A career-spanning selection of previously uncollected writings and talks by the legendary author and activist No one did more to change how we look at cities than Jane Jacobs, the visionary urbanist and economic thinker whose 1961 book The Death and Life of Great American Cities started a global conversation that remains profoundly relevant more than half a century later. Vital Little Plans is an essential companion to Death and Life and Jacobs’s other books on urbanism, economics, politics, and ethics. It offers readers a unique survey of her entire career in forty short pieces that have never been collected in a single volume, from charming and incisive urban vignettes from the 1930s to the raw materials of her two unfinished books of the 2000s, together with introductions and annotations by editors Samuel Zipp and Nathan Storring. Readers will find classics here, including Jacobs’s breakout article “Downtown Is for People,” as well as lesser-known gems like her speech at the inaugural Earth Day and a host of other rare or previously unavailable essays, articles, speeches, interviews, and lectures. Some pieces shed light on the development of her most famous insights, while others explore topics rarely dissected in her major works, from globalization to feminism to universal health care. With this book, published in Jacobs’s centenary year, contemporary readers—whether well versed in her ideas or new to her writing—are finally able to appreciate the full scope of her remarkable voice and vision. At a time when urban life is booming and people all over the world are moving to cities, the words of Jane Jacobs have never been more significant. Vital Little Plans weaves a lifetime of ideas from the most prominent urbanist of the twentieth century into a book that’s indispensable to life in the twenty-first. Praise for Vital Little Plans “Jacobs’s work . . . was a singularly accurate prediction of the future we live in.”—The New Republic “In Vital Little Plans, a new collection of the short writings and speeches of Jane Jacobs, one of the most influential thinkers on the built environment, editors Samuel Zipp and Nathan Storring have done readers a great service.”—The Huffington Post “A wonderful new anthology that captures [Jacobs’s] confident prose and her empathetic, patient eye for the way humans live and work together.”—The Globe and Mail “[A timely reminder] of the clarity and originality of [Jane Jacobs’s] thought.”—Toronto Star “[Vital Little Plans] comes to the foreground for [Jane Jacobs’s] centennial, and in a time when more of Jacobs’s prescient wisdom is needed.”—Metropolis “[Jacobs] changed the debate on urban planning. . . . As [Vital Little Plans] shows, she never stopped refining her observations about how cities thrived.”—Minneapolis Star Tribune “[Jane Jacobs] was one of three people I have met in a lifetime of meeting people who had an aura of sainthood about them. . . . The ability to radiate certainty without condescension, to be both very sure and very simple, is a potent one, and witnessing it in life explains a lot in history that might otherwise be inexplicable.”—Adam Gopnik, The New Yorker “Essential reading . . . [Jacobs's] observational genius, practical wisdom, and moral courage are on full display here.”—Matthew Desmond, New York Times bestselling author of Evicted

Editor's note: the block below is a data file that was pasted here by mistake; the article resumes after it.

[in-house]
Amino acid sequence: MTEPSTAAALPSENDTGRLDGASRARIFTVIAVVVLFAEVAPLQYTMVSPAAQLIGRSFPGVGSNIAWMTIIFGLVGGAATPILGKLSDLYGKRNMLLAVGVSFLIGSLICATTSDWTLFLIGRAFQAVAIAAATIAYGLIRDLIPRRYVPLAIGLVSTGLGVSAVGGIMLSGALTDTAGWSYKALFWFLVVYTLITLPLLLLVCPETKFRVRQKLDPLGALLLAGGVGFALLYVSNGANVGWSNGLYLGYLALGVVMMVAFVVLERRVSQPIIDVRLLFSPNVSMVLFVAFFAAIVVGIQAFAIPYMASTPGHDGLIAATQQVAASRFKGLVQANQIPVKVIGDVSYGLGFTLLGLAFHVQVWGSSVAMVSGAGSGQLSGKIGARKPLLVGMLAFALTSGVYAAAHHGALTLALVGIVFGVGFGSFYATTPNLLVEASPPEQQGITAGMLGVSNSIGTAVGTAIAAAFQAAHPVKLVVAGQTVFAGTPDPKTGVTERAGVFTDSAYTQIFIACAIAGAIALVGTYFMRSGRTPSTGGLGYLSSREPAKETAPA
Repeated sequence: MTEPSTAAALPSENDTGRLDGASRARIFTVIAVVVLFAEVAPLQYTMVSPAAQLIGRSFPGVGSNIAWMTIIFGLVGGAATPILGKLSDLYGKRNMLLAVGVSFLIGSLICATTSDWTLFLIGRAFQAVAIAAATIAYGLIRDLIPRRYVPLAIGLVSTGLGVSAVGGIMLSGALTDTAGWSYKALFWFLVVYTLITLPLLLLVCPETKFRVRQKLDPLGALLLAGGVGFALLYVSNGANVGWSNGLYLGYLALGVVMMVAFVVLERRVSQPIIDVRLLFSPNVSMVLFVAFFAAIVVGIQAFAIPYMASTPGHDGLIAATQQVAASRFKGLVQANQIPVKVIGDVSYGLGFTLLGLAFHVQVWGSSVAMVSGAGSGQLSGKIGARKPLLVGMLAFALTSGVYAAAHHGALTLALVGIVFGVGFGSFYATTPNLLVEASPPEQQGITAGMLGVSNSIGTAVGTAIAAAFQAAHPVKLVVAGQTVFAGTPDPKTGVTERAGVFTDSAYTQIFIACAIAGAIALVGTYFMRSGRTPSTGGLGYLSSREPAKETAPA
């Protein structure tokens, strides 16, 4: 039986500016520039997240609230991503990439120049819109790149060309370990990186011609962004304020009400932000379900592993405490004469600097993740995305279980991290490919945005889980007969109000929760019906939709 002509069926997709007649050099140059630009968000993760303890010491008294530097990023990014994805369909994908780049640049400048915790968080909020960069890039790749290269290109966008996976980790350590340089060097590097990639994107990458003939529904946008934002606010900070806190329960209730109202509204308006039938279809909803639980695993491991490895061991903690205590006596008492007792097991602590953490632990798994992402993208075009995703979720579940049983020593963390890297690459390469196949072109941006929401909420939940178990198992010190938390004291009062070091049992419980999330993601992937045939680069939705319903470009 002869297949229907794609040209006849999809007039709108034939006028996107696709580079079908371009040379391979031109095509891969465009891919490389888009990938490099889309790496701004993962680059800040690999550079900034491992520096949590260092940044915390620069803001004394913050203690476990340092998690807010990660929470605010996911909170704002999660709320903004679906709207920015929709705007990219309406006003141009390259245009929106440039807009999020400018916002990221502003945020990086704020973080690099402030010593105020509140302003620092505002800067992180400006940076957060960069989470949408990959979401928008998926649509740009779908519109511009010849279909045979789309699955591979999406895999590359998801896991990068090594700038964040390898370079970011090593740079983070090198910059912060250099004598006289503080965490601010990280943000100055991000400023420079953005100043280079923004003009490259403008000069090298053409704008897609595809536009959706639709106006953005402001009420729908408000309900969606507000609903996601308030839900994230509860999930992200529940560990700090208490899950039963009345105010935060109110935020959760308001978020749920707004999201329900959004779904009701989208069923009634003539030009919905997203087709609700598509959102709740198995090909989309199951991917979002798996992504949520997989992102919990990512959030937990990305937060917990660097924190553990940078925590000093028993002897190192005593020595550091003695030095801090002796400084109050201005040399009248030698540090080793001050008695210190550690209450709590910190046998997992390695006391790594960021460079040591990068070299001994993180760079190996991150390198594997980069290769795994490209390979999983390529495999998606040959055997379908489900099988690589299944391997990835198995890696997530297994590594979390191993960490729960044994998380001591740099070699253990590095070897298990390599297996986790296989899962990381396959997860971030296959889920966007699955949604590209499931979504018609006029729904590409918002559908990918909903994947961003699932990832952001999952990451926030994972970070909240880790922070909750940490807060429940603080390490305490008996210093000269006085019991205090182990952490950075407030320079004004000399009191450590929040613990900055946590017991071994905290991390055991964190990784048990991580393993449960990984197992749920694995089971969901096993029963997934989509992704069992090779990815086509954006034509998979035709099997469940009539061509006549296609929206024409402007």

Roger Pielke reveals how sports stars break the rules in their search for a competitive edge. Both entertaining and thought-provoking, THE EDGE not only visits the battlefields in the war against cheating and corruption, but also explores ways to ensure that “the spirit of sport” can survive in today’s high-tech, highly professional world. Drawing on controversies straight out of the headlines, Pielke looks at doping, match fixing, fake amateurism, and other ways of breaking the rules. But are those rules--and the values they reflect--hopelessly outdated? Wonderfully readable and scrupulously researched, THE EDGE blends science and journalism to produce an unforgettable account of sport in crisis.
Author: Eric Homberger
Release Date: 2005-07-01
A richly illustrated reference chronicles the history of New York City, from early Native American culture to the present day, capturing the events, inhabitants, neighborhoods, ethnic diversity, and more in a collection of full-color maps, period photographs, drawings, charts, and concise essays. Original. 25,000 first printing.
Author: William B. Helmreich
Publisher: Princeton University Press
Release Date: 2016-10-03
Bill Helmreich walked every block of New York City—6,000 miles in all—to write the award-winning The New York Nobody Knows. Now he has re-walked Brooklyn—some 816 miles—to write this one-of-a-kind walking guide to the city's hottest borough. Drawing on hundreds of conversations he had with residents during his block-by-block journeys, The Brooklyn Nobody Knows captures the heart and soul of a diverse, booming, and constantly changing borough that defines cool around the world. The guide covers every one of Brooklyn’s forty-four neighborhoods, from Greenpoint to Coney Island, providing a colorful portrait of each section’s most interesting, unusual, and unknown people, places, and things. Along the way you will learn about a Greenpoint park devoted to plants and trees that produce materials used in industry; a hornsmith who practices his craft in Prospect-Lefferts Gardens; a collection of 1,140 stuffed animals hanging from a tree in Bergen Beach; a five-story Brownsville mural that depicts Zionist leader Theodor Herzl—and that was the brainchild of black teenagers; Brooklyn’s most private—yet public—beach in Manhattan Beach; and much, much more. An unforgettably vivid chronicle of today’s Brooklyn, the book can also be enjoyed without ever leaving home—but it’s almost guaranteed to inspire you to get out and explore one of the most fascinating urban areas anywhere. Covers every one of Brooklyn’s 44 neighborhoods, providing a colorful portrait of their most interesting, unusual, and unknown people, places, and things Each neighborhood section features a brief overview and history; a detailed, user-friendly map keyed to the text; and a lively guided walking tour Draws on the author’s 816-mile walk through every Brooklyn neighborhood Includes insights from conversations with hundreds of residents
The City: The Basics provides a brief yet compelling overview of the study of cities and city life. The book draws on a range of perspectives – economic, political, cultural, and environmental aspects are all considered – to provide a broad comparison of the evolution of cities in the rich Global North and the poorer Global South. Topics covered in the book include: a brief history of cities from ancient times to the post-modern present the differences between "global cities" in the North and "megacities" in the South the environmental impact of urban life and the idea of sustainable cities urban planning, urban politics and urban poverty. Featuring suggestions for further reading, recommended websites and a number of maps and illustrations, this is the ideal starting point for those interested in any aspect of cities or urban studies.